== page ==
Over the last 200 years Britain and the US have gone to war—directly or indirectly—many timesby Ben Wilson / August 21, 2018 / Leave a comment
Published in September 2018 issue of Prospect Magazine
Just how special is the Special Relationship? In this compelling study, Kathleen Burk presents the relationship between Britain and the US as a complicated dance, one of rivalry punctuated by pragmatic cooperation. The vantage point isn’t Washington or Westminster; it is the periphery of both countries’s empires: places such as the Canadian border, China, Japan and Latin America.
Burke is talking about the informal empire of financial and military clout. This makes for apt comparison with contemporary America, with its client states and 750 military installations in 130 countries. Throughout the 19th century, wherever the US looked, it found the British Empire. The two countries went to war in 1812; on several occasions in the 19th century they almost fought again.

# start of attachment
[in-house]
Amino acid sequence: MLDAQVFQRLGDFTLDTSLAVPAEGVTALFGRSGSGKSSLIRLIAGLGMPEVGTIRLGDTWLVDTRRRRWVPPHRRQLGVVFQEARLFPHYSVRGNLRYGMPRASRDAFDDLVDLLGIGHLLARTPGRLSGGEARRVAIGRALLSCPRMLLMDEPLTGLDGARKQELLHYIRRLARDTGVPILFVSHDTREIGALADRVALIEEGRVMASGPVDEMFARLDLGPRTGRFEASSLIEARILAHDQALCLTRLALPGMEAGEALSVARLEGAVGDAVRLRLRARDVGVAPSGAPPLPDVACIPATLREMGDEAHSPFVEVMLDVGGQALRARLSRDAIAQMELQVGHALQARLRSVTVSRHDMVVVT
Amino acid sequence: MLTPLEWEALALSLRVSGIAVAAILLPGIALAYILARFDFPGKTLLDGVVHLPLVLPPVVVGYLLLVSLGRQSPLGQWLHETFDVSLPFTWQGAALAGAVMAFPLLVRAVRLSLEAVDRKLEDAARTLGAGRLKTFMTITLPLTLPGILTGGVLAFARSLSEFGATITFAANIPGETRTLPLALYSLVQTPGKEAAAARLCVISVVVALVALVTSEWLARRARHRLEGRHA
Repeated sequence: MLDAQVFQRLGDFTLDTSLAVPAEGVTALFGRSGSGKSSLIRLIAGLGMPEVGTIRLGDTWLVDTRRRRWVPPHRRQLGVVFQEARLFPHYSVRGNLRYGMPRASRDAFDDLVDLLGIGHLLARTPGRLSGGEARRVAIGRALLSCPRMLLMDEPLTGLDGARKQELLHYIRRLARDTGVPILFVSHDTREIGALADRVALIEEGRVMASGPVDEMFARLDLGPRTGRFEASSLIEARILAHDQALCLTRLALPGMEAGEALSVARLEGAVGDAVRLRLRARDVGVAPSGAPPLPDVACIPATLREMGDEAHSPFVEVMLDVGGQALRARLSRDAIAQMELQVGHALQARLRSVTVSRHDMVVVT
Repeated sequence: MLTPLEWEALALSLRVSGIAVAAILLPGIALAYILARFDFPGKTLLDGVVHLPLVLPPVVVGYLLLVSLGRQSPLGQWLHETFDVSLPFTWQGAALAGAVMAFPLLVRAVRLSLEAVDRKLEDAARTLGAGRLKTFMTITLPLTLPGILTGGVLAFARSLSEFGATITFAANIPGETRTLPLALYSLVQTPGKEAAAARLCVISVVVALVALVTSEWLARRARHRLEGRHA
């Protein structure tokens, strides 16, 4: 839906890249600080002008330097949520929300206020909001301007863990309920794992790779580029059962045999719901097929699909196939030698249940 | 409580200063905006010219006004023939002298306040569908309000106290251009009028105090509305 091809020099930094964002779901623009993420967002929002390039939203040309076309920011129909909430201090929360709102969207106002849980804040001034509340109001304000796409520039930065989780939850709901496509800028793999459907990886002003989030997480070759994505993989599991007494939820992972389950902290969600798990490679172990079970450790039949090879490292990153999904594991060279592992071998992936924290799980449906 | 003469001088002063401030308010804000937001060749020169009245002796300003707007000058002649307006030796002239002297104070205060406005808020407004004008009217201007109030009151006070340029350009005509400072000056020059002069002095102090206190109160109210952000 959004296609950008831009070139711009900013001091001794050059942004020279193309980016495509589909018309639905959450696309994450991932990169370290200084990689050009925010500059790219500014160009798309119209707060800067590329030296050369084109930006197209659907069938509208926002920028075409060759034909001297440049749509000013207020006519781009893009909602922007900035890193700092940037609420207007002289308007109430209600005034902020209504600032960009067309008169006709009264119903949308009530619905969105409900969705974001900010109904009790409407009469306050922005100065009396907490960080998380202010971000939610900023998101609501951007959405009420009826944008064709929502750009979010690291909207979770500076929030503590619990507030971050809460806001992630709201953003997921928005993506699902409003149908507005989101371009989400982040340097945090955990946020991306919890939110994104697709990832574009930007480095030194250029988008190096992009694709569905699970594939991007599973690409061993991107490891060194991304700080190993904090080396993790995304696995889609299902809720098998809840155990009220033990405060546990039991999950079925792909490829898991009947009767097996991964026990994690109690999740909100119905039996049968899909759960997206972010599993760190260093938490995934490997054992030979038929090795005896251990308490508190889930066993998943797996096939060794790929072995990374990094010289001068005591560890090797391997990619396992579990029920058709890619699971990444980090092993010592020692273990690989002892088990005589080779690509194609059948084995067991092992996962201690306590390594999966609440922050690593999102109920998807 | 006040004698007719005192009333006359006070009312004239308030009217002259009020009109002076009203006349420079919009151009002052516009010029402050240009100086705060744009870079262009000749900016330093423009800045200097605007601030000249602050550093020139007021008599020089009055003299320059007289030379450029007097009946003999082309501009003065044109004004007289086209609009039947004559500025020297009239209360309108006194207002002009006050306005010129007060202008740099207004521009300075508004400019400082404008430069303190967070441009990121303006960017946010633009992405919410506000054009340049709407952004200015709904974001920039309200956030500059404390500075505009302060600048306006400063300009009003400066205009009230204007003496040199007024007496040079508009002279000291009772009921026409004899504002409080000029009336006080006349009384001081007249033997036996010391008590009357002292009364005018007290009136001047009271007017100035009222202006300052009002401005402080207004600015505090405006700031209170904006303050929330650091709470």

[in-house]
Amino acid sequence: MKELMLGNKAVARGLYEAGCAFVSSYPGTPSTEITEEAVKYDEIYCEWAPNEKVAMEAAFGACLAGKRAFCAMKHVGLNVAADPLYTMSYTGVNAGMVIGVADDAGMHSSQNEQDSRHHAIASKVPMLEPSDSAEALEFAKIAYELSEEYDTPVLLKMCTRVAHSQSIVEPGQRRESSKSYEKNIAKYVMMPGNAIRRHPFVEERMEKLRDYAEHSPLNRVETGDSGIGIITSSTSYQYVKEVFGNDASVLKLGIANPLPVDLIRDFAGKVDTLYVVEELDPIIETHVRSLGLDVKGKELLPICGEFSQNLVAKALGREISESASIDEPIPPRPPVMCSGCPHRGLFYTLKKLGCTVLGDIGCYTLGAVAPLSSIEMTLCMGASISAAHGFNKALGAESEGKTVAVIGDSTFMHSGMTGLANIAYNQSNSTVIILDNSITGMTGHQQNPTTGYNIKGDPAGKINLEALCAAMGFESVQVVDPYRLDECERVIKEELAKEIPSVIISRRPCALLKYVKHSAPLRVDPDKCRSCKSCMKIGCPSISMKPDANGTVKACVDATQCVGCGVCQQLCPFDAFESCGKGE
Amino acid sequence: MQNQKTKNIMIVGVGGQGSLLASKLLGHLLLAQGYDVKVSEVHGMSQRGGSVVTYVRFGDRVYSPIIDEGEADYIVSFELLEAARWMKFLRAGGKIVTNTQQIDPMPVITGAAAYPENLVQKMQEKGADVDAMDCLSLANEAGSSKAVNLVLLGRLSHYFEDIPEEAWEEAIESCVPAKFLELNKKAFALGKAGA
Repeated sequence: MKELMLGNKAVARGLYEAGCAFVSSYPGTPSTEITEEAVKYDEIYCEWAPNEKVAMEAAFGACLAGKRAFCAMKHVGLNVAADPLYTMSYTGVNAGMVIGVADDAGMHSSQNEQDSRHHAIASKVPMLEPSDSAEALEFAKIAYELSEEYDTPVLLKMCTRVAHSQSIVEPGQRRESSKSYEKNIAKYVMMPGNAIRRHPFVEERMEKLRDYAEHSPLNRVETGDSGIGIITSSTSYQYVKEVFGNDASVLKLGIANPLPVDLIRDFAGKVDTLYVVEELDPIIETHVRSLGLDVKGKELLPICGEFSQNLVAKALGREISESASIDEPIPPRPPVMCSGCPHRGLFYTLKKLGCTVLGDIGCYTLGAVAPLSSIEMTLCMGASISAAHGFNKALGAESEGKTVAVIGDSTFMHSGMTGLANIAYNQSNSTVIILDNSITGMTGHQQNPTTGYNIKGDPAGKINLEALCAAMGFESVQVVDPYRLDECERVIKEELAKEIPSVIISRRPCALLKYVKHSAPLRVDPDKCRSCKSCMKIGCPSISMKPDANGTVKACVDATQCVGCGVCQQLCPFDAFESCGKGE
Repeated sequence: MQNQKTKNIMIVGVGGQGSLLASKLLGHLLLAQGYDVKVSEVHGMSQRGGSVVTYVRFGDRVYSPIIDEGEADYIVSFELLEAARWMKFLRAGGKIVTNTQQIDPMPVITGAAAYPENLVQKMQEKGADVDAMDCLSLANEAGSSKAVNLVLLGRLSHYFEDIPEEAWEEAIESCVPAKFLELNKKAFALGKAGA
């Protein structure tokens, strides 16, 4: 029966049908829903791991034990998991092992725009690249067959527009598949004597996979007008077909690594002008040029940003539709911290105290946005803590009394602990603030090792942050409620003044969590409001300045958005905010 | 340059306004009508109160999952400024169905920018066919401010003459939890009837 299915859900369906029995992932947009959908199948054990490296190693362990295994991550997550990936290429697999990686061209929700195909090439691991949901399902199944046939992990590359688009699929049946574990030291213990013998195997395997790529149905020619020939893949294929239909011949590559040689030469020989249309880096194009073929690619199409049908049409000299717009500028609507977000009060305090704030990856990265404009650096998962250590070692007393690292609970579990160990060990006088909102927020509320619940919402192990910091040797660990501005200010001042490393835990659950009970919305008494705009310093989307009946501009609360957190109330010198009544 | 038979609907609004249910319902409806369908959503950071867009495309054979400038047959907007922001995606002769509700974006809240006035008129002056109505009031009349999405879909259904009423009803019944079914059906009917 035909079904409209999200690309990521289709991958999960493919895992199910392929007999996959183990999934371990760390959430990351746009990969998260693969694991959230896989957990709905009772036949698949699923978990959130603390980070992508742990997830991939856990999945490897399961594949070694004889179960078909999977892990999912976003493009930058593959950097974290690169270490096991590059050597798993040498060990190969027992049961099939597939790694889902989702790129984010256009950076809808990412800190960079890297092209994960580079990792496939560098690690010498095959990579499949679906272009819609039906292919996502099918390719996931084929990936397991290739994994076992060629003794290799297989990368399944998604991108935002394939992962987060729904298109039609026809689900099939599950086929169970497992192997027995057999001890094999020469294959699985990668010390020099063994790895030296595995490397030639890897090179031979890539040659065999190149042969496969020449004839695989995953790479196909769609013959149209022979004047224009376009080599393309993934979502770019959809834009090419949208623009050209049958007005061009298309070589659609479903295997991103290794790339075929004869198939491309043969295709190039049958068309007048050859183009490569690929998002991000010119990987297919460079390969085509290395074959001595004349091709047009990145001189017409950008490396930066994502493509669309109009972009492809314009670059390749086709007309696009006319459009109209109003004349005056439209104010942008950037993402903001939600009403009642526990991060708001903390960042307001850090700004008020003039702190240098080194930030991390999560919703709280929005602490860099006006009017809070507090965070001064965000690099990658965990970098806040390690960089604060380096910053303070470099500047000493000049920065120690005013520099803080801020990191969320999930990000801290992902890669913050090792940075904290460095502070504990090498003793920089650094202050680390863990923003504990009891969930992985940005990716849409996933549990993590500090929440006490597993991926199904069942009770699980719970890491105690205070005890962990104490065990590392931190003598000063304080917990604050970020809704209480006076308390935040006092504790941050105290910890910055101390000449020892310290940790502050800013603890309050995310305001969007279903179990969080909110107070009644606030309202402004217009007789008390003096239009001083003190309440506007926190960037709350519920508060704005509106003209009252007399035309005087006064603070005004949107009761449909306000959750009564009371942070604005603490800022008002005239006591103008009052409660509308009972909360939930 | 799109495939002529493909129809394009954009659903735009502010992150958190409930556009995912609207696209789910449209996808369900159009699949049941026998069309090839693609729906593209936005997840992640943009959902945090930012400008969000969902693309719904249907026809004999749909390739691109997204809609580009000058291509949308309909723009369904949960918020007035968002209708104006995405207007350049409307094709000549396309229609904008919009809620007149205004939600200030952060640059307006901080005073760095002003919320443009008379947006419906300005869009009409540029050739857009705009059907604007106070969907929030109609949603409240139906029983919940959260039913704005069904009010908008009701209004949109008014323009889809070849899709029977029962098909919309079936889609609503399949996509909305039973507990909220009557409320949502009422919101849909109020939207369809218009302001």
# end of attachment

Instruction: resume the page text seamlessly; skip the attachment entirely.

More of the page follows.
As its power ebbed, Britain needed the US. We conflated our “imperial interests with those of the rest of the right-thinking world.” We couldn’t understand why the US didn’t want to shore up its empire as a bulwark of the global order. The animosities did great harm in the interwar years when the US left Britain to cope with its international responsibilities with diminishing resources. Dismantling the empire was a key part of American policy.
But as the US rose to its position of dominance, American policymakers came to appreciate the strategic value of what was left of the British Empire. As the head of CIA covert operations said, “whenever there is somewhere we want to destabilise, the British have an island nearby.” In 1968 an economically weak Britain announced its withdrawal from its possessions east of Suez. “The US administration was outraged,” writes Burk. “It was the ultimate betrayal.” For Burk, this is an irony of history: the US was instrumental in bringing down the Empire and it was not happy with the result.